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Fixing the Fear Factor

September 4, 2015

By Joel Engardio : engardio – excerpt

In San Francisco’s most rapidly changing neighborhoods, longtime residents don’t fear social media because it merely wastes time or reduces privacy. They’re scared of being pushed out by highly paid tech workers who move in, drive up prices and alter the community’s character.

As long as these fears persist, there will be voters in San Francisco to fight against market forces and politicians to cater to them.

When developers proposed building 290 market-rate units above the 16th and Mission BART station, they offered to also build 41 below-market-rate units on site and pay for 49 more elsewhere. But protesters said that wasn’t enough – the development must be entirely affordable.

Then politicians started floating populist ideas like a moratorium on new market-rate housing until more affordable housing is built.

Of course, no developer will build at a loss. There’s a hard cost to each “affordable” unit someone has to pay for. Restricting what can be built means nothing gets built, which puts more pressure on limited housing stock and raises prices further.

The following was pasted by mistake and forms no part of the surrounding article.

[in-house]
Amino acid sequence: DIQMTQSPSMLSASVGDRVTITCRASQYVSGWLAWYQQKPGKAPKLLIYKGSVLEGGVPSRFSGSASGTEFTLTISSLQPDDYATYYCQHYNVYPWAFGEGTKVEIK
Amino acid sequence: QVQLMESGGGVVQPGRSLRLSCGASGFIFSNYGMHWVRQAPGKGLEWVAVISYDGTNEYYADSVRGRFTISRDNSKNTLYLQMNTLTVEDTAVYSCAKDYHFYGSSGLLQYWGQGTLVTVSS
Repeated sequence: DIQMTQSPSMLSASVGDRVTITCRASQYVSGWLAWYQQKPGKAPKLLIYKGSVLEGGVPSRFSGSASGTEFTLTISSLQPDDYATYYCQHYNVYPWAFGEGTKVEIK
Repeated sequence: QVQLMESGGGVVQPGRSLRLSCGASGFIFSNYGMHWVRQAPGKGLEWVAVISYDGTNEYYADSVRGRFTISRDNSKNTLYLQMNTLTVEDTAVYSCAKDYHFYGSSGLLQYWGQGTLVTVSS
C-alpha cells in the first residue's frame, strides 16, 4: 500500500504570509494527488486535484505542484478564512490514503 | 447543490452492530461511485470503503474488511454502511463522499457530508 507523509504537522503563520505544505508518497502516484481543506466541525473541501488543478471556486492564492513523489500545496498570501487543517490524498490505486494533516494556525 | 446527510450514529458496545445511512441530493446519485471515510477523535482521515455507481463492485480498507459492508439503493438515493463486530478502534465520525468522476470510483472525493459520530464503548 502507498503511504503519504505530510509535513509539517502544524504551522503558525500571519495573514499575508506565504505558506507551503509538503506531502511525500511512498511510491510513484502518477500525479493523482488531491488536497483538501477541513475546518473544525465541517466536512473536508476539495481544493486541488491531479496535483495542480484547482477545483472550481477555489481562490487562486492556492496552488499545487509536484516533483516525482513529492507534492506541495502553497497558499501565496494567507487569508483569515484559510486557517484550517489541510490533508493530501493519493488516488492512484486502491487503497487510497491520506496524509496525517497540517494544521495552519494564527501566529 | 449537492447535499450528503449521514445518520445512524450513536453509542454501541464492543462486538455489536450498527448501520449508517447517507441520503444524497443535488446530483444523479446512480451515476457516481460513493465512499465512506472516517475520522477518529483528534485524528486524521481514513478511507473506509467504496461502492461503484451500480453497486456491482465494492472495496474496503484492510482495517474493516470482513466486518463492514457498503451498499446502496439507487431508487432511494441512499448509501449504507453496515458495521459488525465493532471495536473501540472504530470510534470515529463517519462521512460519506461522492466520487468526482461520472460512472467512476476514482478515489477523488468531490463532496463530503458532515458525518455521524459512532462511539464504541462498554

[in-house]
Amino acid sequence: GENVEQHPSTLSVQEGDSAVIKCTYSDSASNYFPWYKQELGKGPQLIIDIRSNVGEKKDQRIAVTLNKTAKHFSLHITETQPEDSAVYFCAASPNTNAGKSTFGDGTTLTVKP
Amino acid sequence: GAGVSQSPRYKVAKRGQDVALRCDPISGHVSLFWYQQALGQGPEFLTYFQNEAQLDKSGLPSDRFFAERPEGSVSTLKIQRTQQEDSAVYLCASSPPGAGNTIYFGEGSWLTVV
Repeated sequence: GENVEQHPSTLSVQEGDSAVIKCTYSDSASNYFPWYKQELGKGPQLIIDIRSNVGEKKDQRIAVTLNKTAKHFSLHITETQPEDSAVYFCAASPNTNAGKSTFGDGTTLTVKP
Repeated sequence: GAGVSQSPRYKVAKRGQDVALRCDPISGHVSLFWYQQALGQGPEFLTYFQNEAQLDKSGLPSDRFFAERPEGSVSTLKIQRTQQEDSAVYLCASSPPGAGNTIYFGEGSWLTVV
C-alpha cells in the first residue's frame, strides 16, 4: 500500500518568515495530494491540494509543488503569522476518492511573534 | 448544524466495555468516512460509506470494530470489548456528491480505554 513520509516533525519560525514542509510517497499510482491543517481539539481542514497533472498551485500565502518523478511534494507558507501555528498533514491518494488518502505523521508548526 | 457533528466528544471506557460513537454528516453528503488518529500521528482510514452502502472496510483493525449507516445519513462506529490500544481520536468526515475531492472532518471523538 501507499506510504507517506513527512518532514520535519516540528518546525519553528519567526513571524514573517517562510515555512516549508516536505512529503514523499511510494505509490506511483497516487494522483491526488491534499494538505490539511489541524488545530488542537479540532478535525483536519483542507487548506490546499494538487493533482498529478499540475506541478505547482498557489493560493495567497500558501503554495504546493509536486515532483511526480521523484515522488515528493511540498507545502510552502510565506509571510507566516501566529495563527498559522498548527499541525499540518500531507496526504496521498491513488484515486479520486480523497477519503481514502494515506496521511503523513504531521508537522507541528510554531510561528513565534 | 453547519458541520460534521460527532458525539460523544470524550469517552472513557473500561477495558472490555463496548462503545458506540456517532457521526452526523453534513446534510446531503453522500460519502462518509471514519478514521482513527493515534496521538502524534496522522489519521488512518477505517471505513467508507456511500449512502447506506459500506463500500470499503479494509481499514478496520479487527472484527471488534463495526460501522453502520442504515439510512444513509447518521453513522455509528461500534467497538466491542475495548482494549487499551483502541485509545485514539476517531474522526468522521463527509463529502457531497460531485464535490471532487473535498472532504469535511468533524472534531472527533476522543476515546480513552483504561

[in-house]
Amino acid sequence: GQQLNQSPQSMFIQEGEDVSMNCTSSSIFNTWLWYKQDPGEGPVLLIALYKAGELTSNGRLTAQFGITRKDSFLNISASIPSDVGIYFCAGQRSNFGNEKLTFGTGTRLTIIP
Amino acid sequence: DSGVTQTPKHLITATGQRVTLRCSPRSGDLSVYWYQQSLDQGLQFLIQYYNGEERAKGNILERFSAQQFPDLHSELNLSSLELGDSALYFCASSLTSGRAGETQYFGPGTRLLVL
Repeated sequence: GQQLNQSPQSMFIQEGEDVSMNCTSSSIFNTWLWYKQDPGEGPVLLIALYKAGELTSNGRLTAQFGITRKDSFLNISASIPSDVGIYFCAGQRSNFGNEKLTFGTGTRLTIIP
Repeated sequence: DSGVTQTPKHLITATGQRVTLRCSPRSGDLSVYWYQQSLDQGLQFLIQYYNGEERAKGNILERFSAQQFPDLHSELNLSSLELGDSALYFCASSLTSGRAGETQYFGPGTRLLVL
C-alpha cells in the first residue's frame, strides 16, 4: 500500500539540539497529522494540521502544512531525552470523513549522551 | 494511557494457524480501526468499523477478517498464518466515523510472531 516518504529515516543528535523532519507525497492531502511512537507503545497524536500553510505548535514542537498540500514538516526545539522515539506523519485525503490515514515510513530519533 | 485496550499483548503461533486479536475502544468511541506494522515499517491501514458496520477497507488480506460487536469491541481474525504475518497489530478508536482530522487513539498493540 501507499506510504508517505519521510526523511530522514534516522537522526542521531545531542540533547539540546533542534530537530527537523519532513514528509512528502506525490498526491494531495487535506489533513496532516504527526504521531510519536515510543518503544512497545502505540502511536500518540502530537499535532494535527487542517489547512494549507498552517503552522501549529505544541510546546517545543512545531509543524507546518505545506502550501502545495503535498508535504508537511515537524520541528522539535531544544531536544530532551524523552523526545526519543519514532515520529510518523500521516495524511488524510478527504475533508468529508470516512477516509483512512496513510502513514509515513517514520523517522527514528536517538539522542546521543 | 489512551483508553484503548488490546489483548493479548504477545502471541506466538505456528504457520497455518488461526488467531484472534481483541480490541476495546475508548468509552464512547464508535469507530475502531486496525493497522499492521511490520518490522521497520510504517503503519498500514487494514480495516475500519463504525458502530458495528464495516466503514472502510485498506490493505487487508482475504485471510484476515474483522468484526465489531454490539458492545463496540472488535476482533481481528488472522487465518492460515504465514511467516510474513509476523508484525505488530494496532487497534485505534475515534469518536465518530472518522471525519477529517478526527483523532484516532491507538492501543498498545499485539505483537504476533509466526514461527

So here we are in this vicious cycle, at an impasse…

Without the tax breaks, tech companies might have left San Francisco for somewhere cheaper. But the breaks happened, companies stayed and now lots of tech employees are trying to find a place to live in a city with limited housing supply.

Instead of a lopsided tax-break system, what if those “community benefit agreements” were turned into a bold and meaningful way to address the housing crisis?

City Hall could offer reduced taxes on the condition that companies use half the benefit to subsidize all-affordable floors in new housing developments…

But what if tech companies paid for additional floors so more units could be affordable? A BART station is the common sense place for 15 or 20 stories of housing and now isn’t the time to protest height…

With residents, government and business working together for everyone’s benefit there won’t be reason to fear the next great app… (more)

Very interesting ideas, similar to what some who are supporting the moratorium have suggested. The idea of the moratorium is to pause development while a new plan, possibly incorporating some of these ideas, is devised.
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